I have data from two variations of an ecommerce web site and would like to determine the confidence interval for the difference in generated profit between the variations. My data contains both the order values and the costs (generating support issues) per visitor. 75% of the visitors have been assigned to variation A and the rest to variation B.

I calculate the value of each variation as the sum of order values minus the costs. I would like to find out if there is a difference in the expected value of the variations and a confidence interval for that difference. Of course, the results need to be extrapolated to be comparable, since one variation has fewer visitors.

The value of a variation can be affected both by a change in average order value, change in number of buyers, change in number of support issues resulting in costs, or the average cost of those issues, so there are many parameters to take into account.

My first intention was to calculate a value per visitor, test for mean difference in value per visitor and then extrapolate from there, but I’m not sure that is a valid method. Also, I’m unsure of what test to use as the distribution is then dominated by a huge number of visitors with 0 value (no cost and no order), and costs are typically much smaller than order values which makes the distribution very skewed. Maybe I need to perform some kind of bootstrapping?

The sample size is large, with around 2000 buyers and 100 000 visitors in total. I'm performing the analysis in R, but any help with where to look for a solution is appreciated.

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    $\begingroup$ Couldn't you simply bootstrap this? $\endgroup$ – Roland Oct 28 '14 at 10:38
  • $\begingroup$ Quite possibly, but in that case, I'm not sure how to go about it. $\endgroup$ – Mr P Oct 28 '14 at 12:43
  • $\begingroup$ Are average costs and average order value equal in both variations ? $\endgroup$ – user83346 Oct 30 '15 at 10:52

Yes, you could simply go down the t-test route, because those deviations from normality don't really matter with sample sizes like that. Obviously, bootstrapping is a perfect alternative and I may display how easy that is with the following commented R code:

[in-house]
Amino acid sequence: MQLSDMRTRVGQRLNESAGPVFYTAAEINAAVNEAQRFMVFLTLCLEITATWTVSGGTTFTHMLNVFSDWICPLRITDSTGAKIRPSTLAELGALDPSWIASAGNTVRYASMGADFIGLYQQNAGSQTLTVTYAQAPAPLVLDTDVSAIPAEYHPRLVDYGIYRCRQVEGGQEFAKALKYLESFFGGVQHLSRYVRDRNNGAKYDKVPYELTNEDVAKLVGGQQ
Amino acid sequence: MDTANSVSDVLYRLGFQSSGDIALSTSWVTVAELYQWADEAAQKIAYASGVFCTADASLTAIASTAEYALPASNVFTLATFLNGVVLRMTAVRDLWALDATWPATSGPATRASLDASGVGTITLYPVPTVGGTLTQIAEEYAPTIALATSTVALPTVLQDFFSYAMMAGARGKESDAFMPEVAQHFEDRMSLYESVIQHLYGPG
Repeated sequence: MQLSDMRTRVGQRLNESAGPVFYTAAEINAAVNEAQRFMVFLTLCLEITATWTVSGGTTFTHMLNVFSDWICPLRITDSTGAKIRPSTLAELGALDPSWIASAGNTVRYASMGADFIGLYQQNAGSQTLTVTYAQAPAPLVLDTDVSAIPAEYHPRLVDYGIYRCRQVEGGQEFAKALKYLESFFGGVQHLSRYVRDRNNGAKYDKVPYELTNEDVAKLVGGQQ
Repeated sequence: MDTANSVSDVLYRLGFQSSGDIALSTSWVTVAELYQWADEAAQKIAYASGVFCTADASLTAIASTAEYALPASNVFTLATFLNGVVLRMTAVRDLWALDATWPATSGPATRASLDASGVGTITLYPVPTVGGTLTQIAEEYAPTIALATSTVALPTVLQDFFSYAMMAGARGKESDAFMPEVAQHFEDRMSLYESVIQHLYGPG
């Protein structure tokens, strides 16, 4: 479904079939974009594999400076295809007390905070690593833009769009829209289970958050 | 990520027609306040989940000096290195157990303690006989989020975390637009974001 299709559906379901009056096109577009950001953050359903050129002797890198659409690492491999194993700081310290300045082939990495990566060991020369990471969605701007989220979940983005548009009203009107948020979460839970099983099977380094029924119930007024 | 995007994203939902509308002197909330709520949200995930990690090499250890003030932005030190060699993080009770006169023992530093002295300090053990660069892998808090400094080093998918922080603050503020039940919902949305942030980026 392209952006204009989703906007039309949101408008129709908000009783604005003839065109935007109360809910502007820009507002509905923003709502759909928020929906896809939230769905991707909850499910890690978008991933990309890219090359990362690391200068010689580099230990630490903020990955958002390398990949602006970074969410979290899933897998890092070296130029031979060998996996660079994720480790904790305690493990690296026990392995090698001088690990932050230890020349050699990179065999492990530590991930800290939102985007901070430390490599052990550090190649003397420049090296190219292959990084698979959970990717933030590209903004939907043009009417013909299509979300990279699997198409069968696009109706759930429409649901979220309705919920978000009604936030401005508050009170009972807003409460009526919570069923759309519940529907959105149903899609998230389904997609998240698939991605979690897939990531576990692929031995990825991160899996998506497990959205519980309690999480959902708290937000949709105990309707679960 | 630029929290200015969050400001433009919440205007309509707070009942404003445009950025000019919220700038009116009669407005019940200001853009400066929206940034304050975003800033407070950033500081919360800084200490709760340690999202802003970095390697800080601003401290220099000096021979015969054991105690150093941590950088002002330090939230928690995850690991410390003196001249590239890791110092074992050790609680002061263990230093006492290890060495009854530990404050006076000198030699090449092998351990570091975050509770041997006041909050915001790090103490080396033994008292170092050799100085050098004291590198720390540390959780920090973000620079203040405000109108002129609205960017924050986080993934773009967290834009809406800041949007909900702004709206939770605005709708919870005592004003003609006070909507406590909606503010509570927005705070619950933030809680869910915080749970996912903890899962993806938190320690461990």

# examples raw wins in A and be
raw_win_A <- abs(rnorm(100000, mean=5, sd=15))
hist(raw_win_A, xlim=c(-10,100), breaks=20) #skewed
raw_win_B <- abs(rnorm(2000, mean=4.9, sd=20))
hist(raw_win_B, xlim=c(-10,100), breaks=20) #skewed

#compute means of n bootstrap samples of wins in A
n <- 10000
wins_A <- replicate(n, mean(sample(raw_win_A, replace=TRUE)))
#the same with B
wins_B <- replicate(n, mean(sample(raw_win_B, replace=TRUE)))

# show distribution of bootstrapped wins in A and B,
# these aber bound to be normally distributed with increasing n

# show distribution of wins_A minus wins_B
hist(wins_A - wins_B)

cat("Mean of wins_A minus wins-B: ")
cat(mean(wins_A - wins_B))
cat("1.96 times standard deviation of that:")
cat(1.96*sd(wins_A - wins_B))
cat("Confidence interval lower bound: ")
cat(mean(wins_A-wins_B)-1.96*sd(wins_A - wins_B))
cat("Confidence intercal upper bound:")
cat(mean(wins_A-wins_B)+1.96*sd(wins_A - wins_B))
cat("---\n Compare to t-test results:")
print(t.test(raw_win_A, raw_win_B))

This takes some seconds (less than a minute) to run. With the example data simulated in the first few lines I get a bootstrapped conficende/credible interval from -3.973402 to -2.906095 and the t.test function gives a confidence interval from -3.971132 to -2.895014 even though the data are highly skewed (see all those histograms produced by my code). So yes, the t-test is robust against violations from normality whenever n is high enough. The Central Limit Theorem holds.

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A straightforward bootstrap approach would be to build a vector of samples (A -B) if A and B are your logs of sales of the different versions of the website. Given this vector you perform bootstrap resamples of this vector. You thus end up with a number of resamples that can approximate the true distribution of the difference. Finally to compute the confidence interval you just use the basic gaussian approximation (or even the empirical percentiles e.g. 5%/95%) of the mean of the bootstrap resamples.

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